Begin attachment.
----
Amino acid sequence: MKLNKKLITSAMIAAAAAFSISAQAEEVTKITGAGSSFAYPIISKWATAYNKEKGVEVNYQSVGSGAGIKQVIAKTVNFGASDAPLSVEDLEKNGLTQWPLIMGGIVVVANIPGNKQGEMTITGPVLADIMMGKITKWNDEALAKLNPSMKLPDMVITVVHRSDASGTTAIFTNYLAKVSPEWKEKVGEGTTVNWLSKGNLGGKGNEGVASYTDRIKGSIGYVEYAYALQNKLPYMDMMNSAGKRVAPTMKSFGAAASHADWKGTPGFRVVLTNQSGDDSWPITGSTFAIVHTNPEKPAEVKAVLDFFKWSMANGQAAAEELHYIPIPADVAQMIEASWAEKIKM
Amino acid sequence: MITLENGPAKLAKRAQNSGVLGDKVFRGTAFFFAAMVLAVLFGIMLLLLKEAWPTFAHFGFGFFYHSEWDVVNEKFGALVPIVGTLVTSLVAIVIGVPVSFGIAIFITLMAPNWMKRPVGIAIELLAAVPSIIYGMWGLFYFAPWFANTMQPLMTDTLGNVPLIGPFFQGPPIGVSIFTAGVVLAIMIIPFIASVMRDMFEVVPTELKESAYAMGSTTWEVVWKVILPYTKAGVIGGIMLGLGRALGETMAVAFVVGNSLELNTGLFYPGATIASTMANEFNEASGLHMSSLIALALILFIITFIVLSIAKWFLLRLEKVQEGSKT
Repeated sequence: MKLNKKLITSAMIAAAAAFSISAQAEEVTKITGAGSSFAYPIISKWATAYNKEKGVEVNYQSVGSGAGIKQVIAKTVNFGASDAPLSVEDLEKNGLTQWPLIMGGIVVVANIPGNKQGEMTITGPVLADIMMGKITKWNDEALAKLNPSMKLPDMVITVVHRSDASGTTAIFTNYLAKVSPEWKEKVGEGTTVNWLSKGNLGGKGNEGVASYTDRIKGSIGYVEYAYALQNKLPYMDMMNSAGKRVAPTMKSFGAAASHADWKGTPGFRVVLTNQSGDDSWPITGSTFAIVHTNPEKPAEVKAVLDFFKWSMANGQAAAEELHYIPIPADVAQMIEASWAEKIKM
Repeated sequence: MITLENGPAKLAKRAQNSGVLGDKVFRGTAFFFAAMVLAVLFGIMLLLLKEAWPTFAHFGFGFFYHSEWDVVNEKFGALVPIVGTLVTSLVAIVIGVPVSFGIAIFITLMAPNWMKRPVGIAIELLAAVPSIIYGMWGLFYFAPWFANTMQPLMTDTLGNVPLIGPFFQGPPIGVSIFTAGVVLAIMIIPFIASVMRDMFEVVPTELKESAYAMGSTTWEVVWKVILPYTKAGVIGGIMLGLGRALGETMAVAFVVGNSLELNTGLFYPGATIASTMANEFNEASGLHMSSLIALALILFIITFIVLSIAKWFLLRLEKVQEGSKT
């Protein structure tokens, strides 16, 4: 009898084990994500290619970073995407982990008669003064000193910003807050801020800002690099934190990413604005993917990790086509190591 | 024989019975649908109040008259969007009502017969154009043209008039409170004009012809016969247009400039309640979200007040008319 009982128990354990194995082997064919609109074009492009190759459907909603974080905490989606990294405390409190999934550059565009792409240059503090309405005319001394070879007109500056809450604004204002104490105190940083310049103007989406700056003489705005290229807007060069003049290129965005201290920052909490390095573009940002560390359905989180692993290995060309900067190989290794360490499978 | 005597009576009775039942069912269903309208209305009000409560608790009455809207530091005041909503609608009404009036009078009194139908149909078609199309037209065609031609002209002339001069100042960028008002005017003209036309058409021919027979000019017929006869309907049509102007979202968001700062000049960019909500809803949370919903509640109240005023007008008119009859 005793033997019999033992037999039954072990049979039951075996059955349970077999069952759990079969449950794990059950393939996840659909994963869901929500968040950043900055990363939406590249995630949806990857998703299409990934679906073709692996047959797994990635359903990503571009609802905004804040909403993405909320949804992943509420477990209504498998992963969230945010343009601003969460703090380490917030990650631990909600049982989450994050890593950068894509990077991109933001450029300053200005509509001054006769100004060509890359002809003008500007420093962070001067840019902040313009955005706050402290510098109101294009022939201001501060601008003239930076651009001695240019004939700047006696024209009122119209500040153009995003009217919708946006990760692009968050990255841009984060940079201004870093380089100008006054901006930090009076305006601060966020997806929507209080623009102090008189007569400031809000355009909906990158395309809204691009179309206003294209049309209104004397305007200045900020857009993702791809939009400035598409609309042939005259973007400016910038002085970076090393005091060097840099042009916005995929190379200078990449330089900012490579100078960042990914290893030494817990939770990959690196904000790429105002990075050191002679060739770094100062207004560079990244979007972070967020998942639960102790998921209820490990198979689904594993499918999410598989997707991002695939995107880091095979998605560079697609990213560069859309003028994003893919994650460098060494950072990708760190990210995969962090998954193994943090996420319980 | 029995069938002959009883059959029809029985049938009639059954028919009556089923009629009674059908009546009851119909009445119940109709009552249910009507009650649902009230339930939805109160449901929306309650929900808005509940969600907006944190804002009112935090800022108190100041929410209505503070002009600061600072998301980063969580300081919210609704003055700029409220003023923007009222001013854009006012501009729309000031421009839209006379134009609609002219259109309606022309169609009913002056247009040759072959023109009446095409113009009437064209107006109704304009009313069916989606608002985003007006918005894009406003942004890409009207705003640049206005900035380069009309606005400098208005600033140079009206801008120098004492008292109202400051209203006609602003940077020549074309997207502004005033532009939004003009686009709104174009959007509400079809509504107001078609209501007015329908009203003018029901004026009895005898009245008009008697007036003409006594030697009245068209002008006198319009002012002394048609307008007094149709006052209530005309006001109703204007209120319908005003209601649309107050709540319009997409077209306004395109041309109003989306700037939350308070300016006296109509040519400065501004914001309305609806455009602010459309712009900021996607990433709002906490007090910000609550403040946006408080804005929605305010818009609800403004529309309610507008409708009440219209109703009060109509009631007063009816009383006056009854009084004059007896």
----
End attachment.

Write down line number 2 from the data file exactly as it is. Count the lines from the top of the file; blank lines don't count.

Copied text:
Amino acid sequence: MITLENGPAKLAKRAQNSGVLGDKVFRGTAFFFAAMVLAVLFGIMLLLLKEAWPTFAHFGFGFFYHSEWDVVNEKFGALVPIVGTLVTSLVAIVIGVPVSFGIAIFITLMAPNWMKRPVGIAIELLAAVPSIIYGMWGLFYFAPWFANTMQPLMTDTLGNVPLIGPFFQGPPIGVSIFTAGVVLAIMIIPFIASVMRDMFEVVPTELKESAYAMGSTTWEVVWKVILPYTKAGVIGGIMLGLGRALGETMAVAFVVGNSLELNTGLFYPGATIASTMANEFNEASGLHMSSLIALALILFIITFIVLSIAKWFLLRLEKVQEGSKT